Understanding Active Directory Objects

What you’ll learn:

Active Directory (AD) is a directory service introduced by Microsoft as a centralized network resource management system. This network is comprised of entities that represent real users or network resources, and the entities are called as Active Directory objects. AD objects can be of several types based on what they represent and their function. In this article, we shall understand what AD objects are, learn about the different types of objects in AD, and see how the objects get their properties.

What are Active directory objects?

Active Directory (AD) objects are the building blocks of an Active Directory network. AD objects are entities that represent a resource such as users, computers, or printers that are a part of the AD network. Each object is defined by a set of information about them. These pieces of information are called as object attributes. For example, a user object’s attributes would have their full name, telephone number, address, and more. These attributes are used to identify or search for objects in the AD network using LDAP queries. Each object type has a pre-defined set of attributes associated with it. These attributes are defined by what are called as object classes. You can learn more about object attributes here.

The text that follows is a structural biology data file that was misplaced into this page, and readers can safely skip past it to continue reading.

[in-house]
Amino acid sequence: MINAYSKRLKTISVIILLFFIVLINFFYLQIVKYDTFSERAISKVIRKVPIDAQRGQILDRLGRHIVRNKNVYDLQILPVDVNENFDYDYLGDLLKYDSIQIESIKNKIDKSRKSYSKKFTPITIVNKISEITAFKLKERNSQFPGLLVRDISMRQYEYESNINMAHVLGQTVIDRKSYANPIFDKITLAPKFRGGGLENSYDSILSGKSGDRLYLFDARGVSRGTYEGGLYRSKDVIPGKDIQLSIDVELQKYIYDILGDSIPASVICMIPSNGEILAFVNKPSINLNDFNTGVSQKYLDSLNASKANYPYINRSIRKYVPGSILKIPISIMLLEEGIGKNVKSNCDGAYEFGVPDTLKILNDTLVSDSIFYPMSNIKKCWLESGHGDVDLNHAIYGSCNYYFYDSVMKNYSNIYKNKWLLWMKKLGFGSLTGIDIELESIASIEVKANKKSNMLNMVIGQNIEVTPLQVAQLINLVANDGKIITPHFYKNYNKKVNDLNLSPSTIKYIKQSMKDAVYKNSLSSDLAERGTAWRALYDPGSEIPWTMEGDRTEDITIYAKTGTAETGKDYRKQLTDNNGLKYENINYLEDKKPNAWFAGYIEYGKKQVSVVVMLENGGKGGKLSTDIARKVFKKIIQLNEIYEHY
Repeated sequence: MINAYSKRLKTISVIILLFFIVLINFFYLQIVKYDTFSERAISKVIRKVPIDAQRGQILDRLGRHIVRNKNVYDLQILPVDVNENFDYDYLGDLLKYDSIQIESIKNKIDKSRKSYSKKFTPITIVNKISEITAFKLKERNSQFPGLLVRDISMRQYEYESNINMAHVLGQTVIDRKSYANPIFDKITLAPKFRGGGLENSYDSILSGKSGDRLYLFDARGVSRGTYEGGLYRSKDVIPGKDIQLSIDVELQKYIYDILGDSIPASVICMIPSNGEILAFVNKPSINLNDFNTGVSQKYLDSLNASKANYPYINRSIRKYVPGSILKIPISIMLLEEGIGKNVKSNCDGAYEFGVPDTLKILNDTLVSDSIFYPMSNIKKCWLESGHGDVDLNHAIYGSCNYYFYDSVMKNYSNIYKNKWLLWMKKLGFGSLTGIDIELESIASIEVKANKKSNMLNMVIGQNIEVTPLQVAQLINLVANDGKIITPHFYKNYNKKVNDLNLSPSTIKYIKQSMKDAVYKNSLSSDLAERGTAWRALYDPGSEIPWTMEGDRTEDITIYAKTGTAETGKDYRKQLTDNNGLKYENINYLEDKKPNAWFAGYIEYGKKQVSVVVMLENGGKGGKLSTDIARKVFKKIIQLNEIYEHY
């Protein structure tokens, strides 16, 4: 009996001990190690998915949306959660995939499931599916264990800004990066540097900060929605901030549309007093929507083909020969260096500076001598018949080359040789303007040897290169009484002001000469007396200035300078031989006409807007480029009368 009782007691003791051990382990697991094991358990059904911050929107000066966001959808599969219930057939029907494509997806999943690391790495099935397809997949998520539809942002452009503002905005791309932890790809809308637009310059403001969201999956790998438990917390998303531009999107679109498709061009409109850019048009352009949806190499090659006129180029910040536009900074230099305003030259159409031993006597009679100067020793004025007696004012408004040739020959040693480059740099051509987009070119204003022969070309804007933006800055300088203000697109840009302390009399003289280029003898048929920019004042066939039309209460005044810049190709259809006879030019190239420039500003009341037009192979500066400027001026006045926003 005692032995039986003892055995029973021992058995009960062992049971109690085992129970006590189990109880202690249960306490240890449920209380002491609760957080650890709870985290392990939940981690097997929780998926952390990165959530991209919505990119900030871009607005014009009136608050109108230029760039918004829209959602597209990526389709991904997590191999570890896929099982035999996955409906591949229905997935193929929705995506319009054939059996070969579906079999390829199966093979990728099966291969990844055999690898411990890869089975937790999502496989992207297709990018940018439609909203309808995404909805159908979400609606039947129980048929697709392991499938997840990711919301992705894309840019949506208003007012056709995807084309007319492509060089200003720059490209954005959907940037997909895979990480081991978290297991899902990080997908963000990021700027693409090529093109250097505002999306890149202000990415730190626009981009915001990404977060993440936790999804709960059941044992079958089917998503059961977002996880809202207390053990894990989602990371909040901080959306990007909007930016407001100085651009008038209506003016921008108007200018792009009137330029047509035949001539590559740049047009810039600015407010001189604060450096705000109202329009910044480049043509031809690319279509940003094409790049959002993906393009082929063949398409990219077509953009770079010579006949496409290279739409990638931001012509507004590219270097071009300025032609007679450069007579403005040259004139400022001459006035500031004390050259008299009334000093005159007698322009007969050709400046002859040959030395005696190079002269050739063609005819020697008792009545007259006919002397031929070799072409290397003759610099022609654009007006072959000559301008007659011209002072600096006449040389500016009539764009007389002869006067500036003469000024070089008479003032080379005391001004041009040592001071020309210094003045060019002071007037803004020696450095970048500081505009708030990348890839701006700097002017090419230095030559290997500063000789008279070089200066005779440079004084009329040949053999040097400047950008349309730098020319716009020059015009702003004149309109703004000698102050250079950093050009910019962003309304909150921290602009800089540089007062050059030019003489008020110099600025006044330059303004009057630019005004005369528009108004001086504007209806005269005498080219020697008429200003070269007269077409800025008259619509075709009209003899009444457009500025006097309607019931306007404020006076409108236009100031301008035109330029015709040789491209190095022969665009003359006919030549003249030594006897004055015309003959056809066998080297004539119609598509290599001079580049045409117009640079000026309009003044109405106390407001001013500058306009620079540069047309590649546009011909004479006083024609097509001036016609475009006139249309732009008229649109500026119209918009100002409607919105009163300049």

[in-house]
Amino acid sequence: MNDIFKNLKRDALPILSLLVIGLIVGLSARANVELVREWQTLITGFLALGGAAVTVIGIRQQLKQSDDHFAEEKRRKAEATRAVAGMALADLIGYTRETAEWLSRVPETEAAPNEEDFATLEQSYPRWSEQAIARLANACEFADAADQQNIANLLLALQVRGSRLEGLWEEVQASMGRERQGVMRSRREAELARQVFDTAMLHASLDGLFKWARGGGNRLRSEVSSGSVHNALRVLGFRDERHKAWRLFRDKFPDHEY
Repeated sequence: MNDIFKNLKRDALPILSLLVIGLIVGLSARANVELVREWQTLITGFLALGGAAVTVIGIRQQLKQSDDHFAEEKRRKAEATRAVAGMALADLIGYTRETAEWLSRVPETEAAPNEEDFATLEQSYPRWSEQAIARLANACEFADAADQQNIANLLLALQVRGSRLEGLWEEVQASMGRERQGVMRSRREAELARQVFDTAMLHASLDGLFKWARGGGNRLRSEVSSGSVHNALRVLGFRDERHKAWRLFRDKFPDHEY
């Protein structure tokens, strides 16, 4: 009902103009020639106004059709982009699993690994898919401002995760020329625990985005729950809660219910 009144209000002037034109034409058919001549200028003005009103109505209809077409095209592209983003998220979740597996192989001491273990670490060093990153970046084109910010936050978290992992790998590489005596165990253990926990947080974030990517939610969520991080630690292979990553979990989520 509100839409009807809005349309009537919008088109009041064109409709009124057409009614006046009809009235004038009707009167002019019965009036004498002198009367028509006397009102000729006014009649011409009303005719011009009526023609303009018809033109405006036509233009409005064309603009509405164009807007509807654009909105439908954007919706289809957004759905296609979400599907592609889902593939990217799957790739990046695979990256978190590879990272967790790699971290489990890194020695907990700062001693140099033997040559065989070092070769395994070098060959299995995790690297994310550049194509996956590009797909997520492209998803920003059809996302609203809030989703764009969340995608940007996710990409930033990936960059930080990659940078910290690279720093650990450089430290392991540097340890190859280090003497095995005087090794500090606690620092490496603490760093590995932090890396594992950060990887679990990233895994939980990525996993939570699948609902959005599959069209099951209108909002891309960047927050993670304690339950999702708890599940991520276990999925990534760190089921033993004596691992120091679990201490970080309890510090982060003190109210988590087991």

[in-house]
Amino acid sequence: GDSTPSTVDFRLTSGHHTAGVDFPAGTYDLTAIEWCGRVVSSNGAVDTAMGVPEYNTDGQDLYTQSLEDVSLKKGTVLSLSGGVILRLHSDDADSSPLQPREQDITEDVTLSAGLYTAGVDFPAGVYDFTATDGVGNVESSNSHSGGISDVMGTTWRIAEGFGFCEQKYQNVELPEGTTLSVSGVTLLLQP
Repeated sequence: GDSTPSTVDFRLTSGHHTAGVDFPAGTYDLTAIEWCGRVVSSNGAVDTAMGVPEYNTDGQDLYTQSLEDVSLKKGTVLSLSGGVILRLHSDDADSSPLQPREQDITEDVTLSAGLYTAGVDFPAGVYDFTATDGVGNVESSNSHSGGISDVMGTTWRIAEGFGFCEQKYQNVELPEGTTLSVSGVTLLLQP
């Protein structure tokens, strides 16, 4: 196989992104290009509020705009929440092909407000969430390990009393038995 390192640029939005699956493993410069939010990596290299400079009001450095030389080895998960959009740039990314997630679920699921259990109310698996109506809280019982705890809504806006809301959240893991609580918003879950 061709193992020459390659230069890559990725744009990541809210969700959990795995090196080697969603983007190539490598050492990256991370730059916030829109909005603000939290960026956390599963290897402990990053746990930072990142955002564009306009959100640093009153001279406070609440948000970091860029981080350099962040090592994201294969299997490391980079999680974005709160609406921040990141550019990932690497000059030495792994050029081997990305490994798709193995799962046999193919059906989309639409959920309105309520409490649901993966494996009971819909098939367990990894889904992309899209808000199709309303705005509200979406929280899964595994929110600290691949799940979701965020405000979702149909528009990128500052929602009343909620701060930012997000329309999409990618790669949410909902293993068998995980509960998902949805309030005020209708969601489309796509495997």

What are object classes?

Every Active Directory network would have what is called a schema. A schema is essentially a database of what attributes each type of object should have in an AD forest. It is a blueprint that gives a skeletal structure for the objects, based on which the objects would be created. Object classes are a part of the schema. Think of it as a template for the objects. Object classes define the attributes that each object should have. There are three types of object classes framed in a hierarchical order: abstract, structural, and auxiliary.

  • Abstract class: An abstract class is a top-level class that contains other abstract or structural classes. It defines only the basic attributes of an object.
  • Structural class: A structural class is the main component that defines an object and what attributes it should have. A structural class always comes under an abstract class or another structural class.